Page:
Getting Home Upon Leaving On Neighbors and Nukes Patriarchs Strategy Commotion On Cauliflowers Peaceful Disarmament A Little Nuclear Crime Prevention Up the Goil Resistance and Hope Rap Truth Against Truth The Good Samaritan For God's Sake Present Absentees Home Sweet Home The Mount of Olives Visiting Mr. Vanunu On Neighbors and Guns Daily Life The Old City St George's Getting There Picture Gallery GETTING THERE

From the start it was light. The sun came up sometime in the middle of the night, as our jet winged over the Atlantic to Amsterdam.

I saw a little bit of the shore of Ireland, then some of the view across central England, as we aimed for Amsterdam. That was lovely; I have never seen England before. Amsterdam was pleasant as well. I had many hours before my flight to Tel Aviv, so I caught the train in to the downtown area. Lots of long hair! Street musicians! Street theater: there was a man dressed as the Tin Man, every bit of him silver. Even his face and hair were painted silver. It all reminded me of Madison WI from a few decades back. Except there were many more women wearing the Muslim headscarves.

It was as we were waiting to board the plane to Tel Aviv that tensions began to rise. Multiple baggage checks. People asking many questions, wanting to be suspicious of your answers.

Once in Tel Aviv, at the massive Ben Gurion airport, there was one moment when it seemed it might be easy. The first woman to take my passport, looked at it brieftly, then gave it back to me and waved me on, saying, ‘I like your hair.’ ‘Thanks!’ I said.

But then it got got worse. I feared they wouldn’t let me in the country, that they would put me on the next plane back to Amsterdam. And I was so tired, having come such a long way!

WHAT is your purpose of being here? I am a Christian, a pilgrim here to see the sights of the holy city Jerusalem. My interrogator was highly skeptical. WHERE are you staying? I told him about St. George’s Guest House. WHO do you know? I know the Bishop there, I said; I produced the letter of welcome for me that Bishop Riah had sent to me via Fr. Patrick.

I think I might have been stuck, had it not been for that letter.

HOW do you know where you’re going? I printed maps, I said, maps I found on the Internet; but unfortunately I left them behind. WHICH internet sites did you get these maps from? WHAT language were they in? Hostile, hostile. He didn’t want to buy my answers at all. He went off to discuss it all, repeatedly, with the others.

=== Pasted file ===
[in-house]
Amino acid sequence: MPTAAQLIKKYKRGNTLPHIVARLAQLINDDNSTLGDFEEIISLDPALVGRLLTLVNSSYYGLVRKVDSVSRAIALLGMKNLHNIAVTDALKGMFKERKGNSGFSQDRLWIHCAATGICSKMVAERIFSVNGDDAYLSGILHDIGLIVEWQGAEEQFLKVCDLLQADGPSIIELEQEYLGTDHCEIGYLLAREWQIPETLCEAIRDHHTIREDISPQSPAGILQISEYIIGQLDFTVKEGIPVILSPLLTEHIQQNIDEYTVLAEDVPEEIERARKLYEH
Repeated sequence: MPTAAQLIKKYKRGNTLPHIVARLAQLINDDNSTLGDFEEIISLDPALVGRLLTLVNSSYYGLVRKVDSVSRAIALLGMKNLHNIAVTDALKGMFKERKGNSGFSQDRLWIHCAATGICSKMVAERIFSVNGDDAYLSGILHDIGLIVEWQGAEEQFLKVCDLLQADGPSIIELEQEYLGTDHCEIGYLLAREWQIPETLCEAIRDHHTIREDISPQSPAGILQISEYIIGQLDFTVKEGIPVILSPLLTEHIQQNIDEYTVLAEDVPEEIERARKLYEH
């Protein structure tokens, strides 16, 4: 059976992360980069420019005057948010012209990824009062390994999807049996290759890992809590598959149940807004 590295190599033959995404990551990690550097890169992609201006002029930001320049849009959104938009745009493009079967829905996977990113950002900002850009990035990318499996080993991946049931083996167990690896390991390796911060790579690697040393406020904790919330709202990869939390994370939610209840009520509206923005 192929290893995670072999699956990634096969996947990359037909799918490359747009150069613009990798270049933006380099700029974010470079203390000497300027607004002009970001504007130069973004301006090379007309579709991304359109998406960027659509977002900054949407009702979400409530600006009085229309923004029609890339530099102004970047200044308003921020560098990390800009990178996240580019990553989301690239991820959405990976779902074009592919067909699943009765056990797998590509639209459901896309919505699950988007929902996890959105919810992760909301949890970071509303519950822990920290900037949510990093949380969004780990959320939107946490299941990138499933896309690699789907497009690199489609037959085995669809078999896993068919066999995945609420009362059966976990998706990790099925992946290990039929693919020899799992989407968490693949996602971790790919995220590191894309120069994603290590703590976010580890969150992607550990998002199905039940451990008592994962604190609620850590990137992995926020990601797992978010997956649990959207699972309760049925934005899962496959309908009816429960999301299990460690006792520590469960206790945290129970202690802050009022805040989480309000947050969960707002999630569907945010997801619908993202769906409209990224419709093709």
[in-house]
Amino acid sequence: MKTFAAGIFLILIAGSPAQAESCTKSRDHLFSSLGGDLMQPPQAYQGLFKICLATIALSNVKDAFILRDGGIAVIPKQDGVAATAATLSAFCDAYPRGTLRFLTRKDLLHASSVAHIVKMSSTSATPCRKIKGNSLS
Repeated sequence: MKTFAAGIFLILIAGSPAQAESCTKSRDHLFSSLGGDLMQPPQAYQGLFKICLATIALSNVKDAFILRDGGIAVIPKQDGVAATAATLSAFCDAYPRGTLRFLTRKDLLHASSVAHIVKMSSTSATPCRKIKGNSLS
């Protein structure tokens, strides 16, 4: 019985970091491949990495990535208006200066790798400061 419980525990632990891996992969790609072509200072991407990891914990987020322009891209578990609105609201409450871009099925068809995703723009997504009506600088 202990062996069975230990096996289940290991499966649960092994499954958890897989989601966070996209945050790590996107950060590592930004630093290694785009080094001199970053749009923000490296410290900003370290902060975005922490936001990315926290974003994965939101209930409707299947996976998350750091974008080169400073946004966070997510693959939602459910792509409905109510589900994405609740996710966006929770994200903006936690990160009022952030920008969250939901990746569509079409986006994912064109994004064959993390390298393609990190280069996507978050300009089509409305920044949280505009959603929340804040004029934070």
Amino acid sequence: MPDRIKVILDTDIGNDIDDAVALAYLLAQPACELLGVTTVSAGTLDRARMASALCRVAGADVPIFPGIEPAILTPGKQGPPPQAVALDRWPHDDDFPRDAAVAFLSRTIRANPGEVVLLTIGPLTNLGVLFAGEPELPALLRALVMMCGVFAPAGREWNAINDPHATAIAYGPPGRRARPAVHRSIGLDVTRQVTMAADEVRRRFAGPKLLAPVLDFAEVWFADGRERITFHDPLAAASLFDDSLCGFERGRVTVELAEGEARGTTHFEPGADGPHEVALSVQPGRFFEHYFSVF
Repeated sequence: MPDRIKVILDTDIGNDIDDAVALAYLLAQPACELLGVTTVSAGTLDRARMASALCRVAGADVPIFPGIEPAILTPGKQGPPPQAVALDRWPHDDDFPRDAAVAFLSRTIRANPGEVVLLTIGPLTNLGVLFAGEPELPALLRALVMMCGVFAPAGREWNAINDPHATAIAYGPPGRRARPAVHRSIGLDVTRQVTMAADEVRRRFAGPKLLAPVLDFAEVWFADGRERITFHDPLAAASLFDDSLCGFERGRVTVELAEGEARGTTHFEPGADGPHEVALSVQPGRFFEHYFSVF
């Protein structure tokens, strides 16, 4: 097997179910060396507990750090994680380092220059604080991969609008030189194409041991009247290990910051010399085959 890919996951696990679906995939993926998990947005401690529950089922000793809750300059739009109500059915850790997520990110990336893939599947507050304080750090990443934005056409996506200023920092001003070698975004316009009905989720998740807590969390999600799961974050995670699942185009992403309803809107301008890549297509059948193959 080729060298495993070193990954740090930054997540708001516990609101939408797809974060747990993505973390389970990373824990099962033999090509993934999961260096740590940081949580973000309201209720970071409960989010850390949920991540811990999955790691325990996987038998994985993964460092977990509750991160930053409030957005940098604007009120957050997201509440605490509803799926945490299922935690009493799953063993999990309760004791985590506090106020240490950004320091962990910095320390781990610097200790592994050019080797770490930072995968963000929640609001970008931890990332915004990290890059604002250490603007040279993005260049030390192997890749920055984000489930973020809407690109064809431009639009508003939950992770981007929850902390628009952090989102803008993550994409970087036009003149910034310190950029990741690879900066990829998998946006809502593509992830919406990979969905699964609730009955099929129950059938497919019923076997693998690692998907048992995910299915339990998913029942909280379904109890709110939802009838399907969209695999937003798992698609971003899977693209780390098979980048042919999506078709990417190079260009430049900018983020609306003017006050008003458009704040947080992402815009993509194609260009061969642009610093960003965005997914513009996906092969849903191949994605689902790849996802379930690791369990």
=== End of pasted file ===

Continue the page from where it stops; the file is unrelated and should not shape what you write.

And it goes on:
WHO ELSE do you know here? ‘Well, I know of Mordechai Vanunu’, I finally said. And that was the moment we had all been waiting for. He practically shrieked, and jumped up, and went over to his colleagues, and in moments they were all buzzing with each other and on their cell phones, talking to their supervisors.

I stood there, waiting. There were more people to be let in through the gate, their passports examined, their answers to questions duly noted. Everyone else from the plane was let in, except for one other young American.

It was then just the two of us, waiting. Then they asked him some more questions, and after about five minutes they let him go.

Now it was just me, waiting.

The security people reminded me of geese, who only operate as a group, but it takes them a very long time of deliberating to reach consensus. They milled about, and talked and talked and talked, both among themselves and on their cellphones. They came back to ask me more questions. ‘HOW do you know of this man?’

I said I think the world should be free of nuclear weapons, so of course his case had come to my attention.

They led me to a more private room for questioning in back. They X-rayed my bags again; yet more questions.
Finally, the fellow handed me my passport and said I was free to go. What relief! I would be able to do this after all!

Before heading for the taxi area, I stopped at the women’s rest room. When I got out, they were waiting for me. ‘We’re sorry, we made a mistake. We need your passport again, we need to ask you a few more questions.’

The same first, highly hostile fellow. WHY did you bring up this man’s name? I said, it seemed that’s what you wanted me to do. You kept fishing and fishing, and weren’t satisfied with anything I said. ARE YOU SURE you have never met this man before?
I had to promise up, down and sideways that I had never met the man face-to-face. WHAT is your intention here? WHY did you mention his name and not the bishop? I said, I did mention the bishop. You just didn’t pay attention. I’m a Christian, I came to see the Holy City, I told you that.

More questions about my motives. Finally I looked him straight in the eyes and said, ‘I believe in the God of Abraham, Isaac and Jacob.’ At that he left and talked some more with the others.

And so finally they let me in. About two hours on. One of them, a woman, finally handed me my passport and said, ‘Sorry for the procedure.’

This time I did not linger in the airport to see what other shops or amenities I might find there.